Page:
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April 2007

MoMA defends director’s secret pay

Glenn Lowry received more than $5m through a separate trust which the New York museum's trustees argue was “legal and ethical”

MoMA's Glenn Lowry received more than $5m through a separate trust Photo by Daniel Acker/Bloomberg via Getty Images

The trustees of the Museum of Modern Art (MoMA), who set up a charitable trust that paid director Glenn Lowry $5.35m from 1995 to 2003, have said that their actions, and those of the museum and Lowry, were “legal and ethical”. The payments from the New York Fine Arts Support Trust, created with cash gifts from MoMA’s former chairman David Rockefeller and former chairwoman Agnes Gund, were ­disclosed in February after the museum responded to questions from the New York State attorney general’s office by amending its tax filings to include the trust’s recent grants (The Art Newspaper, March 2007, p15).

The disclosure came amid the Internal Revenue Service’s ongoing investigation of non-profit executive pay and the US Senate Finance Committee’s inquiry into MoMA’s governance. It focused attention on Lowry’s salary, reportedly the museum industry’s highest, and raised questions as to why the trustees established a ­separate funding mechanism rather than contribute money to the museum’s endowment. Federal law granting tax exemption to museums and other non-profits requires that executives’ salaries conform to industry standards, and it appeared that dividing Lowry’s pay between the museum and the trust was a way to avoid exceeding a ­“reasonable” salary.

Responding to questions from The Art Newspaper, the museum stated that the New York Fine Arts Support Trust “helped secure the recruitment of Glenn Lowry as MoMA director 12 years ago. All actions taken by the Museum, the Trust and Mr Lowry were legal and ethical. The Trust reported all payments on its tax forms, the Museum reported compensation it paid to Lowry on its 990 [tax form], and Lowry reported all payments from the Trust and the Museum on his personal tax return and paid taxes on the compensation received.” Asked why the trustees created a separate entity to compensate Lowry, a museum spokeswoman referred to a statement by Rockefeller made to The New York Times: “It seemed unlikely that we could attract him and his family with the normal MoMA compensation package. Aggie [Gund] and I were both determined to help…and we were guided by our own advisers to establish the trust as the most expeditious way of doing it.”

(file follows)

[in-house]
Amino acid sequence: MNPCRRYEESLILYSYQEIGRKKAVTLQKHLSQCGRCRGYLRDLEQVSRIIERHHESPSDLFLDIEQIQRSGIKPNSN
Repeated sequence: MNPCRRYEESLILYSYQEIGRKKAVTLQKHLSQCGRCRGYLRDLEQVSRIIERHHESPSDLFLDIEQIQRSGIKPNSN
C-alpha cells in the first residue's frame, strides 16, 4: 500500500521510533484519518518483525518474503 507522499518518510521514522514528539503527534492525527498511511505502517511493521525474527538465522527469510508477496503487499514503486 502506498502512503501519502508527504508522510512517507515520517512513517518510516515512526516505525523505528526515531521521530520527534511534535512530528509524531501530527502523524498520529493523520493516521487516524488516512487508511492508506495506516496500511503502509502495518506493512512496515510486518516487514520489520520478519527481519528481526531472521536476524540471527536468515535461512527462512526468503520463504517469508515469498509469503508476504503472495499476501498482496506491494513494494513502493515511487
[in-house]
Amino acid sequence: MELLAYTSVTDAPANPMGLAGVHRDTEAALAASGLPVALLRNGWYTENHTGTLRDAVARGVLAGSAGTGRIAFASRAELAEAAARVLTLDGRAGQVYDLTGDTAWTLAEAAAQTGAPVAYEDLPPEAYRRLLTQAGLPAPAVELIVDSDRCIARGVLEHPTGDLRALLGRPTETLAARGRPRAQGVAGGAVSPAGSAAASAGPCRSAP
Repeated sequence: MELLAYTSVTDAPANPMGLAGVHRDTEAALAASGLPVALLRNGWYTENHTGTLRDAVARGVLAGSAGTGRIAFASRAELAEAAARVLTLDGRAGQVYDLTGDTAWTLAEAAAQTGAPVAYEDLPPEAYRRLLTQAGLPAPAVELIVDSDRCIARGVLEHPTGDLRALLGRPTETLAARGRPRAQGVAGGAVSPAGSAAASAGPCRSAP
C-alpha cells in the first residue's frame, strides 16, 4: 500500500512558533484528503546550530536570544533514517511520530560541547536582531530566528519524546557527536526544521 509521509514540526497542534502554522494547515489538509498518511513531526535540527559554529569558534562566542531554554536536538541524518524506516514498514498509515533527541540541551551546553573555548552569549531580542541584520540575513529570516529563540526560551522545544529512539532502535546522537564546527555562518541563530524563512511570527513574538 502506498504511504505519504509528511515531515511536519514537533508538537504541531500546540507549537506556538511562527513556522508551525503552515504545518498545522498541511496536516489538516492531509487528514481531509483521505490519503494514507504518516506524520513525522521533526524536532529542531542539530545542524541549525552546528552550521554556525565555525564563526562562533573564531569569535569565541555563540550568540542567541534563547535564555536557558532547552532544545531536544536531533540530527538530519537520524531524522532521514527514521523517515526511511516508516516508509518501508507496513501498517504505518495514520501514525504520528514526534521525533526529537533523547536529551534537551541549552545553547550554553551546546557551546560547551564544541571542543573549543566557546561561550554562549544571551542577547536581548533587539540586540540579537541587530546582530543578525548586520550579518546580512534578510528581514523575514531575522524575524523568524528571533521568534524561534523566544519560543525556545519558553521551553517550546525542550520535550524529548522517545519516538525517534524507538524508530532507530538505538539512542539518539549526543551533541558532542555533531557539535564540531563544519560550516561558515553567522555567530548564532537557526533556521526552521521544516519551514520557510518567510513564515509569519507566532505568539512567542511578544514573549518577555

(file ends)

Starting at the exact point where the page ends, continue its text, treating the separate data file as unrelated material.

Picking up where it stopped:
A MoMA spokeswoman explained that the trust was created to allow the trustees to recruit the director in 1995 and offer a “competitive” compensation package that would not cause concern among the staff

The spokeswoman explained that the trust was created to allow the trustees to recruit the director in 1995 and offer a “competitive” compensation package that would not cause concern among the staff. By mid 2003, the salaries of senior staff had been increased proportionately, the trust’s payments ceased and all of Lowry’s compensation was absorbed into the museum’s budget. Senator Charles Grassley, who is heading the Senate Finance Committee inquiry, “remains concerned about the compensation arrangements afforded to the director and continues to expect a full response from MoMA to his questions”, says a spokeswoman.